I wrote this several years ago on my experience owning a Koenigsegg CCR. Its a car that I have very fond memories of and would definitely consider reacquiring.
I have had the Koenigsegg CCR for around a year now. The Koenigsegg is designed to be very very fast in a straight line and to do it with a relatively high degree of slightly quirky Swedish comfort. This it does quite well, even before you get out of 2nd gear. The dashboard layout is very different but works quite well once you figure it out. The dial and display is very readable in all light conditions, much better in fact than the digital display on the F50. The center consul which houses a large number of key controls, is baffling at first but quite logical once you figure it out. Between how the immobilizer works and the start up sequence however, my concern for someone jumping in it and driving off is about zero. The pedals are offset towards the center of the car and you sit low in the full carbonfibre tub. The front windscreen is quite large and it wraps around a lot of the front end. The front corners are not visible from the driver’s seat and it does take a bit of time to get comfortable with the cars dimensions on the road. It is a bit shorter than most supercars but feels slightly wider. It isn’t wider, but because it is shorter, it feels like it is. On a B road, you are aware that you are controlling a fair amount of the real estate. It is not hard to place on the road, but you are always aware of the width. The turning radius rivals that of a small supertanker and tight corners need a bit of advance planning. What sets it apart though is what happens when you put your right foot down. Acceleration is impressive from the moment you pull away, however get aggressive on the gas pedal, and the horizon just smacks you in the face On top of being pressed back into the comfortable bucket seats, the sound of the supercharger spinning up (it is located right behind the driver’s head), is both thrilling and terrifying at the same time. Brakes are great, thankfully, given the viciousness of the acceleration, and overall balance of the car is quite good. The gearbox however is quite demonic and the first couple times you drive it, finding the gears is an adventure. The gear shift lever is very tall and the space between the gears very tight, therefore slotting from one gear to the next is a craft to be learned. Once you get it, at high speed, it all makes sense. In any event, as it is geared for 240 mph, the gearbox is not something that you need to be constantly working. The clutch is medium weighted with a high bite point which serves to add a bit of extra excitement when initially trying to master the gearbox. The noise the 4.7L V8 makes is more guttural than Italian style screaming.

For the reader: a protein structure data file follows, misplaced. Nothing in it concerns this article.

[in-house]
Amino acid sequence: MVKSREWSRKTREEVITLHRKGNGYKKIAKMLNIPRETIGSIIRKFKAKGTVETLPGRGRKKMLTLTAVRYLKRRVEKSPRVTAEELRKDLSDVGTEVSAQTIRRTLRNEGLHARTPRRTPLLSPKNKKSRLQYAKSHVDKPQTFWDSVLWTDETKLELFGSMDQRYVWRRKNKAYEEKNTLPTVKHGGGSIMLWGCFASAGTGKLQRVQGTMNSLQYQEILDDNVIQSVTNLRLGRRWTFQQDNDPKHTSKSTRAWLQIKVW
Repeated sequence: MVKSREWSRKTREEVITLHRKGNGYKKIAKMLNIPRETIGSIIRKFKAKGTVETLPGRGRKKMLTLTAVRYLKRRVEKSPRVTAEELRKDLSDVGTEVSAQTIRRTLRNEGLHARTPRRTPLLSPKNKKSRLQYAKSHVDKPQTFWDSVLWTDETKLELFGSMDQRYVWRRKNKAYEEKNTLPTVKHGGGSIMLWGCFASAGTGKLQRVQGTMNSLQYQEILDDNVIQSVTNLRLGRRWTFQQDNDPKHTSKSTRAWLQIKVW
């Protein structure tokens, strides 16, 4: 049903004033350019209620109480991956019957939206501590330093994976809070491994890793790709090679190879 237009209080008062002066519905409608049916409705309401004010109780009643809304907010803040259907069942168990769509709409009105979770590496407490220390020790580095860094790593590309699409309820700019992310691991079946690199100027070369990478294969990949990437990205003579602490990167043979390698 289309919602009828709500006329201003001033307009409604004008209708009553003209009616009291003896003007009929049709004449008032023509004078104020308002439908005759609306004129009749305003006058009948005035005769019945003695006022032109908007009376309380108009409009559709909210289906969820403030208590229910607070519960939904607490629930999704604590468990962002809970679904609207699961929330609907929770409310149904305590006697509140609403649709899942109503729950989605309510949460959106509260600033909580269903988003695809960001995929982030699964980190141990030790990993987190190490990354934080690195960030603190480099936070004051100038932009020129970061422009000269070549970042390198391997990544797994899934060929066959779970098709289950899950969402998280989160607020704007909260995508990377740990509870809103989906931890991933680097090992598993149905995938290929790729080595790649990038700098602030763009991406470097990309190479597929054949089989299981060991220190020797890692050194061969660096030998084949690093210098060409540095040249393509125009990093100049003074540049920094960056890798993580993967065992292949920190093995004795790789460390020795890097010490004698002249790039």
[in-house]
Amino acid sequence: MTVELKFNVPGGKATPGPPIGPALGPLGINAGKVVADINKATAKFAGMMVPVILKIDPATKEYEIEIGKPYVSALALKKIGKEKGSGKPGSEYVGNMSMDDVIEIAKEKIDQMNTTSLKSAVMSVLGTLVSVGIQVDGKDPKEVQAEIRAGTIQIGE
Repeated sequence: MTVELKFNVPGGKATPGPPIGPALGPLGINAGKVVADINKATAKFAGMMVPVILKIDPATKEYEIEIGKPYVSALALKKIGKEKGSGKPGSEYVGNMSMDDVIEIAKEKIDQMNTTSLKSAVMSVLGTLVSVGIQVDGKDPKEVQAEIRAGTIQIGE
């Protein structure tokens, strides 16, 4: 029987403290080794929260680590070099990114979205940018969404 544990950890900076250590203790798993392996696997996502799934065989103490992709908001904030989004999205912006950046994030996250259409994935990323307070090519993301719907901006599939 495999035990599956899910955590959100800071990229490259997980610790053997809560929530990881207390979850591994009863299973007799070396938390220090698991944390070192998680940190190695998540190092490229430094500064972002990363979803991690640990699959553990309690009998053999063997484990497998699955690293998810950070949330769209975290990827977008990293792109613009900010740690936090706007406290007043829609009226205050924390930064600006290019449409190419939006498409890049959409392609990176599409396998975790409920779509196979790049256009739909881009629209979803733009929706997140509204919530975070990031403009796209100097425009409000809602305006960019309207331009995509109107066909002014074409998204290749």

Gearbox is a 6 speed H pattern. It was specially developed by Cima for Koenigsegg. The engine is built off a Ford racing block base, V8 cast aluminum, 4 valves per cylinder, with double overhead camshafts. The cam cover is carbonfibre and the engine is fitted with a dry sump with unique oil spray piston cooling. The twin Rotrex superchargers spin to a 1.2 bar boost pressure good for 806 bph at 6900 rpm. Other than the block, the rest of the engine internals are Koenigsegg developed.